Many institutionalist scholars—historical institutionalists in particular—have recognized for some time that our understanding of institutional change needs to be improved. Taking this premise as a starting point, this article develops it by arguing that we not only need to understand institutional change better but that we also need to improve our understanding of how it is gendered. The chapter combines key elements from institutional analysis with recent gender and politics scholarship. This combination will form an analytical framework that can be used to examine how different instances of institutional change are gendered, highlighting, for example, the importance of some key concepts such as informal institutions and their role in either promoting or stymieing attempts to promote institutional change. After exploring the gaps in many current gender and politics analyses such as their capacity to explain many instances of institutional change, the paper charts the development of key insights on institutional change from both historical institutionalism and feminist institutionalism. It delineates different forms of institutional change and develops some key themes for each one that might enable us to better understand, not only how each is gendered, but also how far each form might be used by change actors as a gender equity strategy.
While women have succeeded in promoting a feminist agenda in some parliaments, the international research shows that this is not always possible, and accordingly, not a realistic expectation for women. Parliaments, like any institution, have specific cultural norms and practices, some of which actively work against the advancement of gender equality. Understanding the conditions under which female—and male—parliamentarians might succeed in promoting gender equality outcomes has become an important avenue for research and development practice. The focus on gender-sensitive parliaments allows for a framework to identify, and encourage the development of, those conditions.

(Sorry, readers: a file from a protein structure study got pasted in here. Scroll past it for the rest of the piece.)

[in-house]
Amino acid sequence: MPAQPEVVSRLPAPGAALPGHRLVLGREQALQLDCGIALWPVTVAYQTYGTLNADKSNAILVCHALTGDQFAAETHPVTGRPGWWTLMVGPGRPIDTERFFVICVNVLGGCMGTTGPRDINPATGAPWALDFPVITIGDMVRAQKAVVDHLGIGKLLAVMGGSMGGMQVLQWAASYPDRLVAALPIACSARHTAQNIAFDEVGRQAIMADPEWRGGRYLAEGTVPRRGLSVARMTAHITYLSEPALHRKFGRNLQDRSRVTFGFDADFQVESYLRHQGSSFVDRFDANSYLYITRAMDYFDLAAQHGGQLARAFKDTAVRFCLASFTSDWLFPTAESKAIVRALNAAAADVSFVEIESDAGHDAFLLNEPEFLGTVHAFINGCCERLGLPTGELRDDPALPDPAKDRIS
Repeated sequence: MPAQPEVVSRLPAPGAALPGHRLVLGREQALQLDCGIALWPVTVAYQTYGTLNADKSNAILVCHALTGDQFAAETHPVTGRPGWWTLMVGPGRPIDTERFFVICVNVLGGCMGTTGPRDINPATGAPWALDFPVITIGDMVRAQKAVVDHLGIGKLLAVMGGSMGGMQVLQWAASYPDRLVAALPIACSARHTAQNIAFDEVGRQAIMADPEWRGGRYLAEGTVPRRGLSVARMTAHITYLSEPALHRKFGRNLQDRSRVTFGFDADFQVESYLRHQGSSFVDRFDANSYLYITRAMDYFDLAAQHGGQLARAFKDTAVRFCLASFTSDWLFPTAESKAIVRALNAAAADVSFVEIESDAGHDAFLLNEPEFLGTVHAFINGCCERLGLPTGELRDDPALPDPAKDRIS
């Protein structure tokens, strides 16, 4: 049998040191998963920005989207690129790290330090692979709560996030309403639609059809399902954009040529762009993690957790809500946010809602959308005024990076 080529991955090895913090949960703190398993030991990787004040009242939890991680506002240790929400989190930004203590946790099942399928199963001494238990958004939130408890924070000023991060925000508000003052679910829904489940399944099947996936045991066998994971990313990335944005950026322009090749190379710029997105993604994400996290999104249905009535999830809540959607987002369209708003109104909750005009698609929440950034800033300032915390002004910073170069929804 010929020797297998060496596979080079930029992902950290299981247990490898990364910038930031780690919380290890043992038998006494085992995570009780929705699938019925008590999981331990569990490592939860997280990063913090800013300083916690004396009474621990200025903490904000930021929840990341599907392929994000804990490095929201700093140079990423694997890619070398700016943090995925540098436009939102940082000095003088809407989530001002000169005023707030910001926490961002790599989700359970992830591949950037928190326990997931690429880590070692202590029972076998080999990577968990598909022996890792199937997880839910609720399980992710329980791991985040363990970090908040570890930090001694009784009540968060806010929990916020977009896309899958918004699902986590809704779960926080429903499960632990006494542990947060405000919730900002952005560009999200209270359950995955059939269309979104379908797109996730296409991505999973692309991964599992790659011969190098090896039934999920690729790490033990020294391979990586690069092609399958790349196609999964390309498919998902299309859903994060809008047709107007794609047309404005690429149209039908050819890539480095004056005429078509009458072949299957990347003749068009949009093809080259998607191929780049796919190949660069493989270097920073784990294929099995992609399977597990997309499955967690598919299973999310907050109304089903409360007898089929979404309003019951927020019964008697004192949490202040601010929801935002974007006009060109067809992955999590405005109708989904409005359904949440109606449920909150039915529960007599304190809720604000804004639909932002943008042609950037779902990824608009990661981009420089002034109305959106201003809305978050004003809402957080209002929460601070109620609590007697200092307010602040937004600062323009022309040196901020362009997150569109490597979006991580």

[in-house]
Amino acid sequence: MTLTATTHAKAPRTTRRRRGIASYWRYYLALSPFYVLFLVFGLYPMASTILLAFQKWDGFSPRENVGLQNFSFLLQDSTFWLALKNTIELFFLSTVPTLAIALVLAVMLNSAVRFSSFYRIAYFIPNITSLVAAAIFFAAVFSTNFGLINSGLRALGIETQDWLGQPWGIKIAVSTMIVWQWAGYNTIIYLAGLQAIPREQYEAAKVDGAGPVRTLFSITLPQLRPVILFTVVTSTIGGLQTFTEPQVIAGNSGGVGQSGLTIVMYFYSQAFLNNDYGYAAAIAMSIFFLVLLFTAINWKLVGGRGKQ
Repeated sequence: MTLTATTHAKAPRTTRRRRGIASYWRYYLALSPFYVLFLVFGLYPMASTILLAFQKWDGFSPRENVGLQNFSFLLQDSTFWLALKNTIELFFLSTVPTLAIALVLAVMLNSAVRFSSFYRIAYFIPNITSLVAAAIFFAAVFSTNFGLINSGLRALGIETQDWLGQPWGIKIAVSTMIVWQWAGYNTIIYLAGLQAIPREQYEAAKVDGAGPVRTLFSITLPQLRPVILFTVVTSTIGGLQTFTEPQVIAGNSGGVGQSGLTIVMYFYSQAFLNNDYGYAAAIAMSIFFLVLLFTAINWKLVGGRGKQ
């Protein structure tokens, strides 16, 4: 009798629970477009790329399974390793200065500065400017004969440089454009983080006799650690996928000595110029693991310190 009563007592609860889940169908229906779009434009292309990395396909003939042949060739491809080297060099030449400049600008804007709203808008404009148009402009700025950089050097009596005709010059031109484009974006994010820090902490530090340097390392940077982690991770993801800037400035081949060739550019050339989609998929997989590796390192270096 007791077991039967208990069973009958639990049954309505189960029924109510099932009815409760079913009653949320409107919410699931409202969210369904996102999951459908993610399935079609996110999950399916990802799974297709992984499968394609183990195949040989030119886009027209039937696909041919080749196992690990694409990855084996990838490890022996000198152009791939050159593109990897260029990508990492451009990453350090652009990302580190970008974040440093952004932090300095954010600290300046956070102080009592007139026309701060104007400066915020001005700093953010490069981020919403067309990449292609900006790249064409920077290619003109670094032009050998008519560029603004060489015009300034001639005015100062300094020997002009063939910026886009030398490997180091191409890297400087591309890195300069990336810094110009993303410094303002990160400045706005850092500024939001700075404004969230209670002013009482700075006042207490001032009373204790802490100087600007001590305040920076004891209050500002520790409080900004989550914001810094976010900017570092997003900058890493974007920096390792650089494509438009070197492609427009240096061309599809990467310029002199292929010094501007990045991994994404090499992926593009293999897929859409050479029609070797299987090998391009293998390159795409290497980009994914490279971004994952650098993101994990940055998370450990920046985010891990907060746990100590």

There are four key elements of a gender-sensitive parliament. First, it accepts that the responsibility to achieve gender equality, both as a policy outcome and as a process, rests with the parliament as a whole (its male and female members and staff) and with the organizations that drive substantial policy, procedural, and normative development (political parties). Second, a gender-sensitive parliament is guided by institutional policies and legal frameworks, which allow the parliament to monitor its achievements toward gender equality and allow follow-up and review. Third, a gender-sensitive parliament institutionalizes a gender mainstreaming approach through its representational, legislative, and oversight work to ensure that all the parliament’s outputs consider, and counteract, any potential discrimination against women or men, girls or boys. This element requires a reconsideration of the process and structures of the parliament, including the respective roles and capacities of members and parliamentary staff. Fourth, a gender-sensitive parliament constantly strives to eliminate institutional cultures that sanction and perpetuate discriminatory, prejudicial norms and attitudes in the workplace against women members and staff.